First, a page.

SEO in 2019: how to be seen (and heard)

With 2019 just around the corner, here are some key SEO considerations for website owners looking to get ahead in the new year.

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In SEO terms it’s been a relatively uneventful year, at least when compared with some of the drama we’ve witnessed in recent years following major algorithm updates – see Penguin and Panda.

While things may have settled down on the algorithmic front, 2018 hasn’t been totally event-free. In August Google rolled out ‘Medic’, a core algorithm update that had a big impact on health and medical websites in particular. Google also launched its new and improved Search Console, and with it, gave its users access to a greater depth of organic search data, which was nice. And perhaps most significantly we saw the introduction of Mobile-first indexing, an inevitable yet major milestone in search, and for many, the catalyst for some significant site overhauls.

With 2019 just days away, here are some key SEO considerations for website owners looking to get ahead in the new year. This isn’t an exhaustive list, but should hopefully serve as a useful starting block.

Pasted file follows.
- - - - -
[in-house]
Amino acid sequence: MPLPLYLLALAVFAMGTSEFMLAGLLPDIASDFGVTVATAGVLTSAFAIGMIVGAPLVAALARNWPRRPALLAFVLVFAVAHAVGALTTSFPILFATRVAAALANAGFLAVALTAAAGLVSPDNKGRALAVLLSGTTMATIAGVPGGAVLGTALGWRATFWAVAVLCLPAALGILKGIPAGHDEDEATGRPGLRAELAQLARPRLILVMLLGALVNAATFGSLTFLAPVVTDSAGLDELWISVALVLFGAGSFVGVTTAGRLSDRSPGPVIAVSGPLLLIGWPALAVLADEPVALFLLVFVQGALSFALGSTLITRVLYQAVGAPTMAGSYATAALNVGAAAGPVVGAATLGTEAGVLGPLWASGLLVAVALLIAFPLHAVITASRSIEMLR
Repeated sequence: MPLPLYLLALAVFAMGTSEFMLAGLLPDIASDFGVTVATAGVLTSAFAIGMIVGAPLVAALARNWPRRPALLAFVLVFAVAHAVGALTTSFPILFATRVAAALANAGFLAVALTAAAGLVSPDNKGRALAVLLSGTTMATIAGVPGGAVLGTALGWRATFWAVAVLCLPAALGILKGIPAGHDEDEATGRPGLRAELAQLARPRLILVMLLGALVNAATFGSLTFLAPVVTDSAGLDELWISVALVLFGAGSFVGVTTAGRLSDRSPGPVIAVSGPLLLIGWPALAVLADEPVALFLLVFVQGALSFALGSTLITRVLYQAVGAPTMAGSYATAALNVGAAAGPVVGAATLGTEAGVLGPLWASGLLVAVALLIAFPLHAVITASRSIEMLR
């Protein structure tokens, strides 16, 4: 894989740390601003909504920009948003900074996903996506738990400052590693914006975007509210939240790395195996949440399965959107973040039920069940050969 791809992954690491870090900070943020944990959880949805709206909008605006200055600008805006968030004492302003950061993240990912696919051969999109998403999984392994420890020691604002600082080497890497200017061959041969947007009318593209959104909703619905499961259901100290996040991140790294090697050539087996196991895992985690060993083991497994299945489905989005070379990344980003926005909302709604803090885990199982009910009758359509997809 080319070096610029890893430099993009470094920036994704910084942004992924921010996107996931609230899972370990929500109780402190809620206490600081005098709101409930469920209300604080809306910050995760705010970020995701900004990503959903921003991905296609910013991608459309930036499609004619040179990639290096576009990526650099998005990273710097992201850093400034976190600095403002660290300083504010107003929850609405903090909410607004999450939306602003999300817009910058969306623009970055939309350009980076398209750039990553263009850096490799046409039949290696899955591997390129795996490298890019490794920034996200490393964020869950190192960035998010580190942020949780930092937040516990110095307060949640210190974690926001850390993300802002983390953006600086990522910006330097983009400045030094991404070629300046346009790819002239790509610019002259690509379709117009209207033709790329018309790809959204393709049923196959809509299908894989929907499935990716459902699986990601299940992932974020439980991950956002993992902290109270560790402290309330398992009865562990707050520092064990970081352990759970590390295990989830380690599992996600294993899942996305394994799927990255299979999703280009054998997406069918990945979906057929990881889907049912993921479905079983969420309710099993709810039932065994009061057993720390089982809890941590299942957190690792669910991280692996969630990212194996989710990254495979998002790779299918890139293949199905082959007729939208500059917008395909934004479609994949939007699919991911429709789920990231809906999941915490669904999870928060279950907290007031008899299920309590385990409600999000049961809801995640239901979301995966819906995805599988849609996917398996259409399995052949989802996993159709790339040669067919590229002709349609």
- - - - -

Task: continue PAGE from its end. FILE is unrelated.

Position zero & long-tail opportunities

Google’s much coveted featured snippets, or ‘position zero’ listings, have been a hot topic this year, not least because of their rising prominence in SERPs. The infinitely-populating ‘People also ask’ results boxes are also now a familiar sight for most of us. In fact, according to Moz, there was a whopping 1,723% growth in People also ask results in SERPs between 2015 and 2017.

When it comes to optimising pages for search there is a tendency amongst SEOs to focus exclusively on keywords with the highest search volumes. In competitive spaces, the real opportunities lie in the long-tail. In 2017 Ahrefs conducted a study of more than 2 million featured snippets that revealed a featured snippet that shows for a search query will always get more traffic than the first organic search result. If that’s not enough to get you thinking about featured snippets, I don’t know what is.

Brand awareness is more important than ever

Earlier this year I wrote about the link between brand awareness and SEO, and how according to one recent study the vast majority (82%) of searchers will click on a brand that they’re familiar with in SERPs, regardless of that brand’s ranking position.

Image via quickmeme.com

While there’s no escaping the fact that search rankings are still a major factor when it comes to attracting organic clicks, visibility is really only half the battle – web pages not only need to be visible, but they also need to be familiar. To gain a competitive edge in 2019, brands need to look beyond SERP positions and consider how wider marketing activities can help drive recognition, and crucially trust.

A link don’t come for free